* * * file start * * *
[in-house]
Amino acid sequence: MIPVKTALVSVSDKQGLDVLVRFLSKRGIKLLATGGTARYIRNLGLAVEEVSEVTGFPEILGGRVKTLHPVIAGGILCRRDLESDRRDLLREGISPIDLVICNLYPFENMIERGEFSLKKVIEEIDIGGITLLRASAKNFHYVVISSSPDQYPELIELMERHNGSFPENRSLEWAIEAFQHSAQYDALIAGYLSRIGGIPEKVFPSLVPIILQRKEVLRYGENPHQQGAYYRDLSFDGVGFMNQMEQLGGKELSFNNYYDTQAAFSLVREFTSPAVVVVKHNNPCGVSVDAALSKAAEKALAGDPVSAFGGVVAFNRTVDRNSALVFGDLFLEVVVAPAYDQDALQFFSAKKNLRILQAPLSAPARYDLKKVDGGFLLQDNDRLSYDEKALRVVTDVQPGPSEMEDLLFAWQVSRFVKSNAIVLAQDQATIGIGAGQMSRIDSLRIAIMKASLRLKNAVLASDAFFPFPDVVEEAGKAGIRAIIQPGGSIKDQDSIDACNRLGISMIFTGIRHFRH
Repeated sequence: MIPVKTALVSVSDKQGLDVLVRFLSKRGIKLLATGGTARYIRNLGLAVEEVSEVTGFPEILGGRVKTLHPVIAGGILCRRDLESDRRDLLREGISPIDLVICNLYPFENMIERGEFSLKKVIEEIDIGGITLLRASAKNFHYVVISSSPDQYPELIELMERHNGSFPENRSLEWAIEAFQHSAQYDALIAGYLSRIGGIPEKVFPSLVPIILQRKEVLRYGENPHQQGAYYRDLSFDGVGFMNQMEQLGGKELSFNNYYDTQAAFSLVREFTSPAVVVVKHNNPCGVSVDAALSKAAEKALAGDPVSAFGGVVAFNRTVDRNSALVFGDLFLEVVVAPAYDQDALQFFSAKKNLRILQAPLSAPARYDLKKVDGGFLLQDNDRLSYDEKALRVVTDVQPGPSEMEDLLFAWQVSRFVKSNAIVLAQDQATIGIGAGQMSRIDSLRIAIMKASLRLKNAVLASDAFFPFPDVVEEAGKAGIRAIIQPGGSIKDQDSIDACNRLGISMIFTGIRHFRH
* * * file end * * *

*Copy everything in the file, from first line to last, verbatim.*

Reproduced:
[in-house]
Amino acid sequence: MIPVKTALVSVSDKQGLDVLVRFLSKRGIKLLATGGTARYIRNLGLAVEEVSEVTGFPEILGGRVKTLHPVIAGGILCRRDLESDRRDLLREGISPIDLVICNLYPFENMIERGEFSLKKVIEEIDIGGITLLRASAKNFHYVVISSSPDQYPELIELMERHNGSFPENRSLEWAIEAFQHSAQYDALIAGYLSRIGGIPEKVFPSLVPIILQRKEVLRYGENPHQQGAYYRDLSFDGVGFMNQMEQLGGKELSFNNYYDTQAAFSLVREFTSPAVVVVKHNNPCGVSVDAALSKAAEKALAGDPVSAFGGVVAFNRTVDRNSALVFGDLFLEVVVAPAYDQDALQFFSAKKNLRILQAPLSAPARYDLKKVDGGFLLQDNDRLSYDEKALRVVTDVQPGPSEMEDLLFAWQVSRFVKSNAIVLAQDQATIGIGAGQMSRIDSLRIAIMKASLRLKNAVLASDAFFPFPDVVEEAGKAGIRAIIQPGGSIKDQDSIDACNRLGISMIFTGIRHFRH
Repeated sequence: MIPVKTALVSVSDKQGLDVLVRFLSKRGIKLLATGGTARYIRNLGLAVEEVSEVTGFPEILGGRVKTLHPVIAGGILCRRDLESDRRDLLREGISPIDLVICNLYPFENMIERGEFSLKKVIEEIDIGGITLLRASAKNFHYVVISSSPDQYPELIELMERHNGSFPENRSLEWAIEAFQHSAQYDALIAGYLSRIGGIPEKVFPSLVPIILQRKEVLRYGENPHQQGAYYRDLSFDGVGFMNQMEQLGGKELSFNNYYDTQAAFSLVREFTSPAVVVVKHNNPCGVSVDAALSKAAEKALAGDPVSAFGGVVAFNRTVDRNSALVFGDLFLEVVVAPAYDQDALQFFSAKKNLRILQAPLSAPARYDLKKVDGGFLLQDNDRLSYDEKALRVVTDVQPGPSEMEDLLFAWQVSRFVKSNAIVLAQDQATIGIGAGQMSRIDSLRIAIMKASLRLKNAVLASDAFFPFPDVVEEAGKAGIRAIIQPGGSIKDQDSIDACNRLGISMIFTGIRHFRH